Avoid sitting in a location where the light is coming from behind you---you will be backlit and the interviewer will not see your face properly.
I have to say one of the best devices I’ve purchased was a ring light that I purchased from Amazon. Note that it doesn't work the best if you have glasses (due to an annoying reflection on your lenses). Apart from that, it produces a nice even glow to your face.
Although I don’t think this is necessary, several webcams allow you to adjust for lighting on the screen. If you’ll be doing several virtual interviews, you may decide to invest in one of these handy devices.
Here's my partner, Dr. Katta, and her take on lighting:
Last year I was on a video conference call with participants from Paris. The meeting was scheduled for very early in the morning, and I had no natural light. To prepare, I took a lot of photographs to see how I looked with my artificial light source. It definitely took a lot of experimentation to determine the best location for my light source.
If you have the option, my favorite source is still natural light from a big window in front of me. My next favorite option is having that additional ring light shine on my face.
Think About Your Equipment and Accessories
What do I do with my cell phone?
Some applicants will shut off their cell phones. What I tell them is that I'd rather them not shut off their cell phone. You never know when the medical school or residency program will need to reach out to you. Programs will try to do that via the phone. For example, technological issues not only affect applicants-they can also affect the medical school or residency program.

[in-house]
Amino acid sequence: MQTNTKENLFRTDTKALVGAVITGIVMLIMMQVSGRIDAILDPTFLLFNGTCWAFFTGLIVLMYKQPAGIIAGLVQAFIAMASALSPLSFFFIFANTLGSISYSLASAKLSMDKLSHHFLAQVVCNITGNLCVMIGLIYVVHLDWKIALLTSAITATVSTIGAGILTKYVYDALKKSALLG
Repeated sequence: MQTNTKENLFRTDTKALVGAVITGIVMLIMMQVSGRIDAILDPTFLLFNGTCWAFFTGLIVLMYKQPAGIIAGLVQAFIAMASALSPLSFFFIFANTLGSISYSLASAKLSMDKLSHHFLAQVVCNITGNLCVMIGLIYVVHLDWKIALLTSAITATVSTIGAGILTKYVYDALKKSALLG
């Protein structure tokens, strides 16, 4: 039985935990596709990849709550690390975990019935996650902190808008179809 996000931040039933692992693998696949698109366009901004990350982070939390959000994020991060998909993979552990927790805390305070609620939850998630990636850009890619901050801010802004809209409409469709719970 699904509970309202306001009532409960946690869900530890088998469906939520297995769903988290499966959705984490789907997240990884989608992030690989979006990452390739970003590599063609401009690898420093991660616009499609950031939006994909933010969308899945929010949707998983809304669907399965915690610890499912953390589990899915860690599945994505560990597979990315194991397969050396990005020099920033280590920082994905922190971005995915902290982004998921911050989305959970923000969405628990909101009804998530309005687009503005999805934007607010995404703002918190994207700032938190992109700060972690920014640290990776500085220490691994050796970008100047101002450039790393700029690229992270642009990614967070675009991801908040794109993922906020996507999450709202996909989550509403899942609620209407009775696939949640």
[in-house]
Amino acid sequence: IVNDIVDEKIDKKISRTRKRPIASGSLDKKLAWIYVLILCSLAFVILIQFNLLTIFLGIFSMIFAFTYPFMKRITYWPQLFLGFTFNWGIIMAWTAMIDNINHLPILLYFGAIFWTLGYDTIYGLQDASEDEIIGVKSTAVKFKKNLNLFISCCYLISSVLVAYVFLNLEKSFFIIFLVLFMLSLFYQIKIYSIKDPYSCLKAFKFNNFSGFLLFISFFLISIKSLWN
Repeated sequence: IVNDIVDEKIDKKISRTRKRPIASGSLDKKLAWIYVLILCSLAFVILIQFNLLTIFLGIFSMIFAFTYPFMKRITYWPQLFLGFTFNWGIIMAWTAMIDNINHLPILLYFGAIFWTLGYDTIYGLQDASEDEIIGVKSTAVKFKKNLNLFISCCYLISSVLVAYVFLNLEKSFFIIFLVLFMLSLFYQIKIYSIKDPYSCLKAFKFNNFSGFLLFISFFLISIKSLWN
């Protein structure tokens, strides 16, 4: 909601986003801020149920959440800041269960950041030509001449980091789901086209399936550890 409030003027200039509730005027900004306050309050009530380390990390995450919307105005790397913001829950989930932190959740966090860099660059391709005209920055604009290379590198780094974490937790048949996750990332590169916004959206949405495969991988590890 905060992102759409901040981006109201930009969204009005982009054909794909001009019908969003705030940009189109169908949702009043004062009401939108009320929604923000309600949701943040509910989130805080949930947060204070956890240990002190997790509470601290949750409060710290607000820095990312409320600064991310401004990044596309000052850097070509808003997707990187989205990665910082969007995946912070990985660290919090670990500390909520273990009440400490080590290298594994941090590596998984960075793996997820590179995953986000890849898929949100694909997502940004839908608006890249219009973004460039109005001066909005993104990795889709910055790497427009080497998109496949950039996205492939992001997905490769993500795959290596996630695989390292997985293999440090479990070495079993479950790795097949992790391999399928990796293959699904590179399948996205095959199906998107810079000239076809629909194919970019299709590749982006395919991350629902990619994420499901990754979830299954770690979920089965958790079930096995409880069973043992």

Keep your phone near you
Silence your phone
If the program has technical difficulties, be ready for a call from them
If you have technical difficulties, you'll have your phone close by to call the program
Keep These Other Items Close By During Your Interview
Writing utensils: You need to have multiple writing utensils accessible to you. I’ve done virtual interviews where the applicant’s pen runs dry and they tell me to hold on for a minute while they grab a replacement. Remember: If you wouldn't do it during an in-person interview, you don't want to do it during a virtual interview.
Notepad: Having a notepad is also recommended so that you can take notes. On interview days, you won't just be answering questions. You'll have an orientation session, perhaps one in which the Dean or the program director spends time discussing the particular aspects of their program.
Water bottle: These interviews can stretch on to be fairly full days---and you'll be doing a lot of talking. Having a water bottle handy can help.
Remember the Importance and the Impact of Nonverbal Communication
Let’s talk about how nonverbal impressions send a message to the interviewer. A lot of applicants focus mainly (or exclusively) on the content of their answers and they don't realize how important those nonverbal aspects of their answers are.
In my books The Successful Match and The Medical School Interview, I review the effects of nonverbal impressions on in-person interviews. Although this hasn't been researched as extensively in virtual interviews, the same lessons should apply.
Avoid Nervous Habits or Tics